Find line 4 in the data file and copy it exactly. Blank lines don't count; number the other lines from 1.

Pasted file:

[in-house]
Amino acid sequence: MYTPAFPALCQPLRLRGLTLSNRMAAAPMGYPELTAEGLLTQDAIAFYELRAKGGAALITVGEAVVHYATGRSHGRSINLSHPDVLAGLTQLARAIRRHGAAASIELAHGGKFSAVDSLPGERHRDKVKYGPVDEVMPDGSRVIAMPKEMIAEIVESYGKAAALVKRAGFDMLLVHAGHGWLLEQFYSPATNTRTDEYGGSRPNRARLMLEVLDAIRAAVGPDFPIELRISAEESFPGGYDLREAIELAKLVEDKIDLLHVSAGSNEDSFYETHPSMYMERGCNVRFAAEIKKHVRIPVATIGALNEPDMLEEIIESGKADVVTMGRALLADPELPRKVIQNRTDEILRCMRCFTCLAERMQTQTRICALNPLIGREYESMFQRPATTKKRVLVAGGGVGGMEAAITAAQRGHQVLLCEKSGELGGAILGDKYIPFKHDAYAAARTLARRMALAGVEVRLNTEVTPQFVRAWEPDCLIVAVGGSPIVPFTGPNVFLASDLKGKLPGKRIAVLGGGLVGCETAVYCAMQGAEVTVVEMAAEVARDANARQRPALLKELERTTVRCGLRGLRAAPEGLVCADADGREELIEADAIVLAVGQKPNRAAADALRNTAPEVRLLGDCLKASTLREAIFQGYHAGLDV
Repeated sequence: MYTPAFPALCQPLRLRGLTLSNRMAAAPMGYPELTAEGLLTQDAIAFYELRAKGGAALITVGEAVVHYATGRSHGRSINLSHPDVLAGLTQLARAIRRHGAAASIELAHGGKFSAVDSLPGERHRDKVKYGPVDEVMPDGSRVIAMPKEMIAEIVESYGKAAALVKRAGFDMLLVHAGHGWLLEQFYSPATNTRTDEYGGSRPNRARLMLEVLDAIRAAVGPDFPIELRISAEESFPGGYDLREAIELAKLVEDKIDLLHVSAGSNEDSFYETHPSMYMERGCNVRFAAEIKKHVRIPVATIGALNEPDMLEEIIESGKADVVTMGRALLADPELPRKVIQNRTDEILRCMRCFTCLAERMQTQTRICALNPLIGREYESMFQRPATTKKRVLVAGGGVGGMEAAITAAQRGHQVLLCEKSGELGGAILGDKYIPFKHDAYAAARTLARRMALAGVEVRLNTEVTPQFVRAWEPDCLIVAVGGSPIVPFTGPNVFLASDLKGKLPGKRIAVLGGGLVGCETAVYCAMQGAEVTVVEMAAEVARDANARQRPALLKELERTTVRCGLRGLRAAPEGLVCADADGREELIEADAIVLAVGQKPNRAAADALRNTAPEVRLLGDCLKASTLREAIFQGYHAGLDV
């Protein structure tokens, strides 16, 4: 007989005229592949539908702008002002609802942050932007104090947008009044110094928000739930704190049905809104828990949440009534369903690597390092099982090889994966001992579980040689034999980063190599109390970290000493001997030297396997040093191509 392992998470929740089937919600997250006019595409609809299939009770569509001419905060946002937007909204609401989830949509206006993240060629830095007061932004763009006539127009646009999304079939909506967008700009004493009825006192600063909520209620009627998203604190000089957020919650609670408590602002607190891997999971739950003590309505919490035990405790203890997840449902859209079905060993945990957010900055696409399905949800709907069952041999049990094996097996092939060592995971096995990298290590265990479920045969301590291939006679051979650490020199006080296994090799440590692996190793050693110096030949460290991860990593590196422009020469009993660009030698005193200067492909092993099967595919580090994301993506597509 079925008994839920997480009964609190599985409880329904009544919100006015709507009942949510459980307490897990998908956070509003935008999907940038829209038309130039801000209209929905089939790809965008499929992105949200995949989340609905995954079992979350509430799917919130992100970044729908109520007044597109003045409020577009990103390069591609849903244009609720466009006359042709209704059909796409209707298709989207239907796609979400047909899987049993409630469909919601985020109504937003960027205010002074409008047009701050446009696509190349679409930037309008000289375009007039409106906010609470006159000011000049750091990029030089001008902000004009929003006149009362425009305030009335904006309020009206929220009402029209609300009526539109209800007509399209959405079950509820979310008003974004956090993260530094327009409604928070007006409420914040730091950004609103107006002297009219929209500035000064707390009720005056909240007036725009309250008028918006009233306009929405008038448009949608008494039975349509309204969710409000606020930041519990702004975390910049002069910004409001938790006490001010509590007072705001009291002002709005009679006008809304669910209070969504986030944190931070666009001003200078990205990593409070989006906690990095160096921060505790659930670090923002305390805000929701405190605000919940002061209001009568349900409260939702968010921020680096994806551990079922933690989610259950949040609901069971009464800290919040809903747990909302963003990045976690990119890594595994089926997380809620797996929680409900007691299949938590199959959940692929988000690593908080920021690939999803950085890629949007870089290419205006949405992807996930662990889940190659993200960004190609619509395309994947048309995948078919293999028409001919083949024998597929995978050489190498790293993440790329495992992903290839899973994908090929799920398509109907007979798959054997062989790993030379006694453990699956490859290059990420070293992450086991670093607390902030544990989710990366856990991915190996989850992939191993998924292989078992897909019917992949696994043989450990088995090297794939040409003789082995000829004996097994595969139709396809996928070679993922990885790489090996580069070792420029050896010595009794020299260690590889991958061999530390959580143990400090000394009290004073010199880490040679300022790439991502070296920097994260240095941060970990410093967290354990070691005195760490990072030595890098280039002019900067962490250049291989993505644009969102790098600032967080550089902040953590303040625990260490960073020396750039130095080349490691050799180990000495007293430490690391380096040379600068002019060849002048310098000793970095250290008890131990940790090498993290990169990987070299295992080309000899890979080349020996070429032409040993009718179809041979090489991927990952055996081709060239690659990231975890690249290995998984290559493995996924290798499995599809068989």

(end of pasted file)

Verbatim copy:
């Protein structure tokens, strides 16, 4: 007989005229592949539908702008002002609802942050932007104090947008009044110094928000739930704190049905809104828990949440009534369903690597390092099982090889994966001992579980040689034999980063190599109390970290000493001997030297396997040093191509 392992998470929740089937919600997250006019595409609809299939009770569509001419905060946002937007909204609401989830949509206006993240060629830095007061932004763009006539127009646009999304079939909506967008700009004493009825006192600063909520209620009627998203604190000089957020919650609670408590602002607190891997999971739950003590309505919490035990405790203890997840449902859209079905060993945990957010900055696409399905949800709907069952041999049990094996097996092939060592995971096995990298290590265990479920045969301590291939006679051979650490020199006080296994090799440590692996190793050693110096030949460290991860990593590196422009020469009993660009030698005193200067492909092993099967595919580090994301993506597509 079925008994839920997480009964609190599985409880329904009544919100006015709507009942949510459980307490897990998908956070509003935008999907940038829209038309130039801000209209929905089939790809965008499929992105949200995949989340609905995954079992979350509430799917919130992100970044729908109520007044597109003045409020577009990103390069591609849903244009609720466009006359042709209704059909796409209707298709989207239907796609979400047909899987049993409630469909919601985020109504937003960027205010002074409008047009701050446009696509190349679409930037309008000289375009007039409106906010609470006159000011000049750091990029030089001008902000004009929003006149009362425009305030009335904006309020009206929220009402029209609300009526539109209800007509399209959405079950509820979310008003974004956090993260530094327009409604928070007006409420914040730091950004609103107006002297009219929209500035000064707390009720005056909240007036725009309250008028918006009233306009929405008038448009949608008494039975349509309204969710409000606020930041519990702004975390910049002069910004409001938790006490001010509590007072705001009291002002709005009679006008809304669910209070969504986030944190931070666009001003200078990205990593409070989006906690990095160096921060505790659930670090923002305390805000929701405190605000919940002061209001009568349900409260939702968010921020680096994806551990079922933690989610259950949040609901069971009464800290919040809903747990909302963003990045976690990119890594595994089926997380809620797996929680409900007691299949938590199959959940692929988000690593908080920021690939999803950085890629949007870089290419205006949405992807996930662990889940190659993200960004190609619509395309994947048309995948078919293999028409001919083949024998597929995978050489190498790293993440790329495992992903290839899973994908090929799920398509109907007979798959054997062989790993030379006694453990699956490859290059990420070293992450086991670093607390902030544990989710990366856990991915190996989850992939191993998924292989078992897909019917992949696994043989450990088995090297794939040409003789082995000829004996097994595969139709396809996928070679993922990885790489090996580069070792420029050896010595009794020299260690590889991958061999530390959580143990400090000394009290004073010199880490040679300022790439991502070296920097994260240095941060970990410093967290354990070691005195760490990072030595890098280039002019900067962490250049291989993505644009969102790098600032967080550089902040953590303040625990260490960073020396750039130095080349490691050799180990000495007293430490690391380096040379600068002019060849002048310098000793970095250290008890131990940790090498993290990169990987070299295992080309000899890979080349020996070429032409040993009718179809041979090489991927990952055996081709060239690659990231975890690249290995998984290559493995996924290798499995599809068989």